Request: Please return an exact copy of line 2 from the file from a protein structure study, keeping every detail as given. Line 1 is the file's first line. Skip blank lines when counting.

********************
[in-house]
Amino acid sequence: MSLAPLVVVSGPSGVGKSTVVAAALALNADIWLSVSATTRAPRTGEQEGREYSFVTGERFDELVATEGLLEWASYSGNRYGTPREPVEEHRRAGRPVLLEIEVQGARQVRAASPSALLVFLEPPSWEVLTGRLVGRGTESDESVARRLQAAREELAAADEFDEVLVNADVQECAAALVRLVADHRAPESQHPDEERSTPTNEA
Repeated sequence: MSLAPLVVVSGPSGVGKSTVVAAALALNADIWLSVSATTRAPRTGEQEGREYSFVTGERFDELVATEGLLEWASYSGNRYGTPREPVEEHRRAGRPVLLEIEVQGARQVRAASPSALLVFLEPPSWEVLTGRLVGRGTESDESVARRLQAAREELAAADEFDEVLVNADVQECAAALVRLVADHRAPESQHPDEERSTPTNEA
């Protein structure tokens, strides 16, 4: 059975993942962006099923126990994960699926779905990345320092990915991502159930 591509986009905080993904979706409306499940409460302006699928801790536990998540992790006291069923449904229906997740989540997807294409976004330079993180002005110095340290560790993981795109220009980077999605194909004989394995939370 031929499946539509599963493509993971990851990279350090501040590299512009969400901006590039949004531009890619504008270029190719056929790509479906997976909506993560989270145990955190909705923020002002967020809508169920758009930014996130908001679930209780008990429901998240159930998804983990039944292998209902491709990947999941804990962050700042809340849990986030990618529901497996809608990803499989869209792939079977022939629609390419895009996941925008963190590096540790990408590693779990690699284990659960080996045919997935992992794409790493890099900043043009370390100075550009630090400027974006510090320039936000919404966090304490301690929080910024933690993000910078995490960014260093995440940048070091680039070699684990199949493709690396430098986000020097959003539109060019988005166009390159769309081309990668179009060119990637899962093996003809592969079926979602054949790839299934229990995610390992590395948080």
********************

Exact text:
Amino acid sequence: MSLAPLVVVSGPSGVGKSTVVAAALALNADIWLSVSATTRAPRTGEQEGREYSFVTGERFDELVATEGLLEWASYSGNRYGTPREPVEEHRRAGRPVLLEIEVQGARQVRAASPSALLVFLEPPSWEVLTGRLVGRGTESDESVARRLQAAREELAAADEFDEVLVNADVQECAAALVRLVADHRAPESQHPDEERSTPTNEA